1 Try us, O God, and search the ground
Of every sinful heart;
Whate’er of sin in us is found,
O bid it all depart!
2 When to the right or left we stray,
Leave us not comfortless;
But guide our feet into the way
Of everlasting peace.
3 Help us to help each other, Lord,
Each other’s cross to bear;
Let each his friendly aid afford,
And feel his brother’s care.
4 Help us to build each other up,
Our little stock improve;
Increase our faith, confirm our hope,
And perfect us in love.
5 Up unto Thee, our living Head,
Let us in all things grow,
Till Thou hast made us free indeed,
And spotless here below.
6 Then, when the mighty work is wrought,
Receive Thy ready bride:
Give us in heaven a happy lot
With all the sanctified.
Source: African Methodist Episcopal Church Hymnal #330
|First Line:||Try us, O God, and search the ground|
Try us, O God, and search the ground. C. Wesley. [Prayer for Unity.] Published in the Wesley Hymns and Sacred Poems, 1742, in 4 parts, as follows:—
i. Try us, 0 God, and search the ground. This part is in 6 stanzas of 4 lines. It was included, with the omission of stanza v., in G. Whitefield's Psalms & Hymns, 1753, p. 135; M. Madan's Psalms & Hymns, 1760, No. 122; and in later collections to the present day. The full form of the text was given in the Wesleyan Hymn Book, 1780, No. 489. Both forms are in extensive use. G. J. Stevenson's note in his Methodist Hymn Book Notes, 1883, p. 316, is specially inter¬esting as setting forth the spiritual use of these stanzas.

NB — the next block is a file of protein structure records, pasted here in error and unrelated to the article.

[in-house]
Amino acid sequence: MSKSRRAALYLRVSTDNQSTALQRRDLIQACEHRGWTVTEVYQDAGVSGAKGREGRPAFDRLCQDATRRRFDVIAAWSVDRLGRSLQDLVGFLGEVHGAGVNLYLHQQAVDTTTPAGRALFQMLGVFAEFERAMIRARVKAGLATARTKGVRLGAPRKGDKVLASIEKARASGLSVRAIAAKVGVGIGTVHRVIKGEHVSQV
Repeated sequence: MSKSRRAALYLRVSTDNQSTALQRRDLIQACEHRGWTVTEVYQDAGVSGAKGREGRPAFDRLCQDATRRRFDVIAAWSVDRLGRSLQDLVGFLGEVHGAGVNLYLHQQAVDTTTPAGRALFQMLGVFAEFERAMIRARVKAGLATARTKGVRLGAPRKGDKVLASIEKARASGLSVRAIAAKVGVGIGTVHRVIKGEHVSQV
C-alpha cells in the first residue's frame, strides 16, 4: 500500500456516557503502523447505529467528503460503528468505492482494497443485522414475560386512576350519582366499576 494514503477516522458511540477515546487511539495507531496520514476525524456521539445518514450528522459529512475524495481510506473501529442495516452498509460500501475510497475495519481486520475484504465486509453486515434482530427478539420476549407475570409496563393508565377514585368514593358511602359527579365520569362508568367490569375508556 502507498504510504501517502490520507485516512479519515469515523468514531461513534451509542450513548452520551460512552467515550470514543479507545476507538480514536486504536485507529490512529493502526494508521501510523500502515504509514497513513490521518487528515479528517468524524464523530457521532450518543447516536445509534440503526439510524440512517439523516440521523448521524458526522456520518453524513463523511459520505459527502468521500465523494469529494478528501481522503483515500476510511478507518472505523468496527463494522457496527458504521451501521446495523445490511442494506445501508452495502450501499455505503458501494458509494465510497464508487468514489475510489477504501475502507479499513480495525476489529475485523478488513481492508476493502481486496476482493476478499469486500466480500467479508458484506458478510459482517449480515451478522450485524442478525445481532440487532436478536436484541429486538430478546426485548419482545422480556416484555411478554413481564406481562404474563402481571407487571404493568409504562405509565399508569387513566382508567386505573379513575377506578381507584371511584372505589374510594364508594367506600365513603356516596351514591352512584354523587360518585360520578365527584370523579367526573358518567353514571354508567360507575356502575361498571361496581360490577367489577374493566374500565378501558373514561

ii. Jesu, all power is given to Thee. This is in 8 stanzas of 4 lines. Not in common use.
iii. God of our life, at Thy command. In 6 stanzas of 4 lines. Not in common use.
iv. Jesu, united by Thy grace. This part, in 9 stanzas of 4 lines, was included in the Wesleyan Hymn Book, 1780, No. 490, and has also passed in full or in part into several collections in Great Britain and America. In the American Unitarian Hymns for the Church of Christ, Boston, 1853, stanzas i. and iii. are given as "Father, united by Thy grace."
There are also the following centos in common use:-
1. The sacred bond of perfectness. This, in the American Methodist Episcopal Hymns, 1849, &c, is composed of stanzas vi.-ix. of Pt. iv., slightly altered.
2. Through Him Who all our sickness felt. This, in the Irish Church Hymnal, 1873, is thus composed: stanzas ii. and iii. are from Pt. i. (stanzas iii., iv.), and stanzas i. and iv. are based upon thoughts and expressions scattered through the four parts. The complete hymn is headed "A Prayer for persons joined in Fellowship." Full original text in Poetical Works, 1868-72, ii. p. 136.
--John Julian, Dictionary of Hymnology (1907)